The first type: “Infected”
Often these ‘false positives’ directly state the file is infected, typically with something ‘generic’ in the name. Many times this is due to the software compression applied to the executable (program) file, in order to reduce file size and perhaps to help make the software “portable” (meaning it doesn’t require ‘installation’ on a PC, but can run from wherever you downloaded it to.)
Tools used to compress executable files (aka ‘exe packers’ or similar) can greatly reduce file size, saving space but also internet bandwidth in distribution efforts, ultimately reducing overhead costs. They can also obscure source code that is visible (using the right tools) inside the program, providing protection against decompilation and other techniques of ‘reverse-engineering’ the software, which software crackers would use in theft of the product, such as ‘piracy’ (through usage and/or distribution) but also with theft of the intellectual property itself by direct source code reproduction.
Of course, the above also makes it more difficult for an Anti-whatever vendor to make a determination about the software’s intent – more often than not they don’t care to properly unpack and examine the executable, but rather mark it as malicious simply because that type of compression is detected.
The second type: “Potentially Unwanted” (or similar)
Another ‘false positive’ is what the Anti-Virus or Anti-Malware vendors DO NOT consider a ‘false positive’ but rather an intentional but ‘potentially unwanted’ program (or using similar terminology) while the text DOES NOT mention an ‘infection’ in any way. The alert box presented to the user also generally appears as if it were an infection however, using the same BOLD/RED text or other scheme as they do with real infections.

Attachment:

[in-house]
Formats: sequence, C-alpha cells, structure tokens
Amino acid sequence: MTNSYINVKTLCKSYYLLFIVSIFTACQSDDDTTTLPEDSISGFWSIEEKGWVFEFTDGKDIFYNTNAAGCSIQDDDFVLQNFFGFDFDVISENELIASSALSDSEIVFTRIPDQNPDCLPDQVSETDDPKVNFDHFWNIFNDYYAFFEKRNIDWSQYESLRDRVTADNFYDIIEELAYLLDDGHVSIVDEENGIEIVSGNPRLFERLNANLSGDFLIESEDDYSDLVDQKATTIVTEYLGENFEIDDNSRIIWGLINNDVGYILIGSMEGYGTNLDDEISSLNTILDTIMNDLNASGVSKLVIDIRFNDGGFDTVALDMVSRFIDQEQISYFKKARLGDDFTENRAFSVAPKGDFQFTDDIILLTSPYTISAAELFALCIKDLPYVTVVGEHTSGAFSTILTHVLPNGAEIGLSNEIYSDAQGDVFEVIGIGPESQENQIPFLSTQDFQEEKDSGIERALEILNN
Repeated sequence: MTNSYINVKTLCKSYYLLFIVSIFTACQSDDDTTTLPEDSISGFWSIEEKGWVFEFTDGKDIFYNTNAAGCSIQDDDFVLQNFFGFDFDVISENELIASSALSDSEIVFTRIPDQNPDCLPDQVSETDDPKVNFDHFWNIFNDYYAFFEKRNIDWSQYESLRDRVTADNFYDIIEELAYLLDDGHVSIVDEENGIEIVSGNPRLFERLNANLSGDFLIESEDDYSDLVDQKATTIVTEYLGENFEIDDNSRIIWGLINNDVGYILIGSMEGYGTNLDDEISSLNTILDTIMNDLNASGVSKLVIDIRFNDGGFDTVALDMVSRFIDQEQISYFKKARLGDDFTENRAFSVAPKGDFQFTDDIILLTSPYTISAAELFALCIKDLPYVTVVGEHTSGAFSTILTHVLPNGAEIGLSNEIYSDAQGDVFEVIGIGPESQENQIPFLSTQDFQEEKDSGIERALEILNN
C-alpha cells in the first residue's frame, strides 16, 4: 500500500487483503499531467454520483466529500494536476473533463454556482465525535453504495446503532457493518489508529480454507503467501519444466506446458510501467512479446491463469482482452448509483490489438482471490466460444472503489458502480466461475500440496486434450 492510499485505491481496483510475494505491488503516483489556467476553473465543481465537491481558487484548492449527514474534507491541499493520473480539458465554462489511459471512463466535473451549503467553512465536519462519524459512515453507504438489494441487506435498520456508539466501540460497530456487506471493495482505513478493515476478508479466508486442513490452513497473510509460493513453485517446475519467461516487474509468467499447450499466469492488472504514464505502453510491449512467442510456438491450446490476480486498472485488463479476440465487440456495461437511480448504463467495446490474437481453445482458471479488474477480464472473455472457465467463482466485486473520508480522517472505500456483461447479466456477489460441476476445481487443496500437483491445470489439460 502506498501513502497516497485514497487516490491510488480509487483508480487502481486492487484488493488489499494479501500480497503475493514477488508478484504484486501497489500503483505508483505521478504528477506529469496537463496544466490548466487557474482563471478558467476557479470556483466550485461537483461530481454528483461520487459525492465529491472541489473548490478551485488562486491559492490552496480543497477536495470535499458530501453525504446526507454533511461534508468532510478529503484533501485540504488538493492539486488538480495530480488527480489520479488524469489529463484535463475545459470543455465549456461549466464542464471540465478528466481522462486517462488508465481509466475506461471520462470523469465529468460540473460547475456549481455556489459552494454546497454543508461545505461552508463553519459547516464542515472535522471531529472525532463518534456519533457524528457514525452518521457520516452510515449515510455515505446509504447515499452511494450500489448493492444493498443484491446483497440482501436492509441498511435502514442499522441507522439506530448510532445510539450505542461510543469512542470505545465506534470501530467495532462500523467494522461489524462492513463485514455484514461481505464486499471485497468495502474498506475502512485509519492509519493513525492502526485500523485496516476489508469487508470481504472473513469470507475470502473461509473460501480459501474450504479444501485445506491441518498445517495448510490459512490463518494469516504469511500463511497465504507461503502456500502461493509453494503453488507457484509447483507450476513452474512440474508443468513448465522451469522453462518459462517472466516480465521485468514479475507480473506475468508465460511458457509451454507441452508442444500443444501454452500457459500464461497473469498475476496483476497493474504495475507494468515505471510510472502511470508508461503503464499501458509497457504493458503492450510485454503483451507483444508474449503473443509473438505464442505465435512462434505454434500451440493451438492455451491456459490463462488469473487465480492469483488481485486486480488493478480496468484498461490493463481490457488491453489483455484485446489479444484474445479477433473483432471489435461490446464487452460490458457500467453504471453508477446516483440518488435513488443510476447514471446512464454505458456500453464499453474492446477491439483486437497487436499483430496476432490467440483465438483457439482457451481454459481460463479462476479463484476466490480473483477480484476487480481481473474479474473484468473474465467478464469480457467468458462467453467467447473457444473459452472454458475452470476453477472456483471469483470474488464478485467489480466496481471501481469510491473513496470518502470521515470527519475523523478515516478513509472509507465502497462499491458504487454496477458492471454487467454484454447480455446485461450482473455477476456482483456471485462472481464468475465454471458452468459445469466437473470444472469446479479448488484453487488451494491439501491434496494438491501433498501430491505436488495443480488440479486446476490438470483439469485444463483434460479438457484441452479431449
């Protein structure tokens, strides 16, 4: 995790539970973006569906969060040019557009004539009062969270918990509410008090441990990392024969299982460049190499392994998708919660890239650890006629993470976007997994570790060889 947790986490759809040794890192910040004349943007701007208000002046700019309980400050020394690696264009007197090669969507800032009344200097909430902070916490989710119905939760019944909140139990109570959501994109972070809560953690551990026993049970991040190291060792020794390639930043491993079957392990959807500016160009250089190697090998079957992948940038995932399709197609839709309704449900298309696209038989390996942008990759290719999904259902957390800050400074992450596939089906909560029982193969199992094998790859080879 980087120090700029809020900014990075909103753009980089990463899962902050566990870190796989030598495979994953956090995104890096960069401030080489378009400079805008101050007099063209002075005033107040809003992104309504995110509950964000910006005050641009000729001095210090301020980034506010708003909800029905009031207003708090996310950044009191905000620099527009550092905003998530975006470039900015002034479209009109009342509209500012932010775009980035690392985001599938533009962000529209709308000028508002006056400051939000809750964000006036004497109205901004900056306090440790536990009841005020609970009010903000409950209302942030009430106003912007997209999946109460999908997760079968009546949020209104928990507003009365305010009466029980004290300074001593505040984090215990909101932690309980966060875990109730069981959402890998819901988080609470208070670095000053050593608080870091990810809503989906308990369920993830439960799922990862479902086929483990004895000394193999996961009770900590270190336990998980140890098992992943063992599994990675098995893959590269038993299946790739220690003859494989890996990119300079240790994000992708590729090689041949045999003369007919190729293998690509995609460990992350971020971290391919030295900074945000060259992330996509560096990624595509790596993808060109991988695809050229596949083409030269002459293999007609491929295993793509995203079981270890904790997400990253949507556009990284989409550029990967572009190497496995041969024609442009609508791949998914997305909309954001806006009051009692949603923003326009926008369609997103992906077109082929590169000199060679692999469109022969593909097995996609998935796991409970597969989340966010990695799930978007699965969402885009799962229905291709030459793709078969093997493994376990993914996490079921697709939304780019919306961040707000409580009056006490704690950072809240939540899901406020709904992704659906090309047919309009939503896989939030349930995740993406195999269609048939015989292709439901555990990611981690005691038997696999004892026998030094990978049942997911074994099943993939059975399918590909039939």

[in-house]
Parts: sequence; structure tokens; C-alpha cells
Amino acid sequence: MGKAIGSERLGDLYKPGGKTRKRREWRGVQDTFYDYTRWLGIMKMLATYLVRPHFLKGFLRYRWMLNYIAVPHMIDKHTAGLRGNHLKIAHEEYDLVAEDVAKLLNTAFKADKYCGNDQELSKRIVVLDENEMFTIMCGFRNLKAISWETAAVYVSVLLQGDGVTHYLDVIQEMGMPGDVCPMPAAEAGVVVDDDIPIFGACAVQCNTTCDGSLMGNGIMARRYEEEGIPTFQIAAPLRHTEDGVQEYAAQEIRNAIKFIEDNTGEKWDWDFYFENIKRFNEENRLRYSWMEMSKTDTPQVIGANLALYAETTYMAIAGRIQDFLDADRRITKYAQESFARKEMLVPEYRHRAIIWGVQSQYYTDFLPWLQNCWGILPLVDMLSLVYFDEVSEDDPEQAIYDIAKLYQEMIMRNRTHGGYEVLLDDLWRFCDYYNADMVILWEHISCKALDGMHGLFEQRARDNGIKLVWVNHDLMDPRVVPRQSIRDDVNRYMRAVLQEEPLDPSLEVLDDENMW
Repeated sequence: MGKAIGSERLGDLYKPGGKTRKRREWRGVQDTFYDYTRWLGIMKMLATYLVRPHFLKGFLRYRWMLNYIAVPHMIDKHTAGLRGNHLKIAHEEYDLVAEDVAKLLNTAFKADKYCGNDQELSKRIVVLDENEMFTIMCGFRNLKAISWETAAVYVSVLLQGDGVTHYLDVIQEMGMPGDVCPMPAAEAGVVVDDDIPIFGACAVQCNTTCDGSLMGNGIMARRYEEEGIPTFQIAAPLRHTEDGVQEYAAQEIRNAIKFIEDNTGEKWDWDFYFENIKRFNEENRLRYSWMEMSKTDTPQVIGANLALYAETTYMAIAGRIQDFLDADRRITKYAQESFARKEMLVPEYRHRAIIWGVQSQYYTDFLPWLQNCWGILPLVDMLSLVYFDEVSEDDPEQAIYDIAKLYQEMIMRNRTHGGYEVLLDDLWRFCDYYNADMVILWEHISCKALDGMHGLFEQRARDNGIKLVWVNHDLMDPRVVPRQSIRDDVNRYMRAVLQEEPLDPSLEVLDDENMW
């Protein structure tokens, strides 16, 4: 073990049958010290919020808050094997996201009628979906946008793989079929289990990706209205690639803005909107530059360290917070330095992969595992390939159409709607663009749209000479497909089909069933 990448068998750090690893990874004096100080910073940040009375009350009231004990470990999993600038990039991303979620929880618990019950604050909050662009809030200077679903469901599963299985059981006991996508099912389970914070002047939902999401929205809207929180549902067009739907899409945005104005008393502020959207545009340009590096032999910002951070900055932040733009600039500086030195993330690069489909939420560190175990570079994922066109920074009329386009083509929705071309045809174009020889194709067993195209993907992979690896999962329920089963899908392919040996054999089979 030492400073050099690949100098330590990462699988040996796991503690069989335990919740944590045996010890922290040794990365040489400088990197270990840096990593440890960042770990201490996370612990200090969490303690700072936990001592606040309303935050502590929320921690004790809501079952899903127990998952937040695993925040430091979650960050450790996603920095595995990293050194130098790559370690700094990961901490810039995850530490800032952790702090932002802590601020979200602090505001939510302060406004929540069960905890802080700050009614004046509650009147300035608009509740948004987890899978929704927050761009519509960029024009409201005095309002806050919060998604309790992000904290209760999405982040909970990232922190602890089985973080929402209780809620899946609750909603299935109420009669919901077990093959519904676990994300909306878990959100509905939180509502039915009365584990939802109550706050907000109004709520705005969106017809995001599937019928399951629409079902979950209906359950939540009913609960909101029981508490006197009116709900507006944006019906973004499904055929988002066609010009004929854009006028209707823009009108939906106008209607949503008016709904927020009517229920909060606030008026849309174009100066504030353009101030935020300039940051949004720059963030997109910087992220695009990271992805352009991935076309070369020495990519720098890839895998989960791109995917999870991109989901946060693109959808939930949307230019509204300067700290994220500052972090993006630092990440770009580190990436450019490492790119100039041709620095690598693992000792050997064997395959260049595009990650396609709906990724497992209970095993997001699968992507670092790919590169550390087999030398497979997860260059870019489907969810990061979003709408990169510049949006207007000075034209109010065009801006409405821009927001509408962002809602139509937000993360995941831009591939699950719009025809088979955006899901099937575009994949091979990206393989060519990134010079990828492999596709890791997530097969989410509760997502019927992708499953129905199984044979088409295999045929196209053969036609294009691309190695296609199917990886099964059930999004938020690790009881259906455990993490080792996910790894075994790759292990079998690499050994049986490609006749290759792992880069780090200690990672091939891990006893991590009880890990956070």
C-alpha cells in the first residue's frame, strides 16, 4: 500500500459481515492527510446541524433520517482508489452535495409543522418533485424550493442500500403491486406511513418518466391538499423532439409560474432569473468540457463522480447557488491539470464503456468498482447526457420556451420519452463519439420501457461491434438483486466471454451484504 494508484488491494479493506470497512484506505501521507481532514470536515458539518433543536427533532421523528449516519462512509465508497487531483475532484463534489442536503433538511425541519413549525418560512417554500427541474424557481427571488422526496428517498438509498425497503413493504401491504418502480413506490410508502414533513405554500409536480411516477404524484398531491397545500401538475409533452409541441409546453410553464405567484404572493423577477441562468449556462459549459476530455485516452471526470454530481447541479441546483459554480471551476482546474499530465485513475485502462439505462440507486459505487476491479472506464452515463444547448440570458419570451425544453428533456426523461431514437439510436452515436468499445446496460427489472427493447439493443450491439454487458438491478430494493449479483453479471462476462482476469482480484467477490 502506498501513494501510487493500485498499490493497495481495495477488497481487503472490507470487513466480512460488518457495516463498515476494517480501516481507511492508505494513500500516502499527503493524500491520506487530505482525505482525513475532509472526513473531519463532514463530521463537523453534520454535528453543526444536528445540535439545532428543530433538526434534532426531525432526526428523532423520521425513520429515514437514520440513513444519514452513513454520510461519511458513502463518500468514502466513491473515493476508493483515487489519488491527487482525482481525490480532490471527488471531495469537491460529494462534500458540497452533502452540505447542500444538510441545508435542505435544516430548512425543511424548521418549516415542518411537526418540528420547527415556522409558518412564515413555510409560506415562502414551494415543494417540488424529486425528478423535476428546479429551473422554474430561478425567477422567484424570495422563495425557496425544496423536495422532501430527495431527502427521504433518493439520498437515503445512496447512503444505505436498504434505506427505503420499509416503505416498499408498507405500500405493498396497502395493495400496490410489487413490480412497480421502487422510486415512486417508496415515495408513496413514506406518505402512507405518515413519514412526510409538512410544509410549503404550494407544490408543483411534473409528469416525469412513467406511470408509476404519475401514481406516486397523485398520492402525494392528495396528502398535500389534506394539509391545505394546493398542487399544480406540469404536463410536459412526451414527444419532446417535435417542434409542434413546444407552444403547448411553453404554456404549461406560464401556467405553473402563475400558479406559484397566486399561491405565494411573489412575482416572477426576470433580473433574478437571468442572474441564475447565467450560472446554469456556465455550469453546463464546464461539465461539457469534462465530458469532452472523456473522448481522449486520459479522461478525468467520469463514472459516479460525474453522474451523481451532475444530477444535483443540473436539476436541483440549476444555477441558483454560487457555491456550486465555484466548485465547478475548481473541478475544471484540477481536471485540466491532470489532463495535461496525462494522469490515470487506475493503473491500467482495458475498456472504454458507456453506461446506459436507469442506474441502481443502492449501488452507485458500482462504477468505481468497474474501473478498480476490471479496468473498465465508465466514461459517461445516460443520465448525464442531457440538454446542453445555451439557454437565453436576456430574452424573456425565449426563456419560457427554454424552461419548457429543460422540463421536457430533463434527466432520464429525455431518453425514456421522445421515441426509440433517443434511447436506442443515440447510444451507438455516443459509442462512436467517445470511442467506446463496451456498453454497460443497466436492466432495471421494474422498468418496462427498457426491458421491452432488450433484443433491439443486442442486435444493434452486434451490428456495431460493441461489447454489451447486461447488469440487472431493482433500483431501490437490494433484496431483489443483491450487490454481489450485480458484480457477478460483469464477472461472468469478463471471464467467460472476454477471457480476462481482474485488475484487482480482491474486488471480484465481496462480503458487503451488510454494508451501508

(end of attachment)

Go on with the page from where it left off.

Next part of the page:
The problem is that some software, while NOT being used maliciously, COULD be used maliciously, depending on the user of such software… The Anti-whatever software doesn’t know that YOU are trying to USE it, it just knows that it could be used by an attacker maliciously and without your knowledge.
Almost always Anti-whatever vendors will make the default (or ‘recommended’) action to stop/block/quarantine/remove the software, even when it is quite harmless. This can be bad for a number of reasons, such as by letting the Anti-whatever do it’s thing to ‘protect’ you, it just might damage the legitimate installation beyond a clean removal, possibly impacting your operating system negatively in some way. Depending on the software, it may be better to uninstall it the proper way.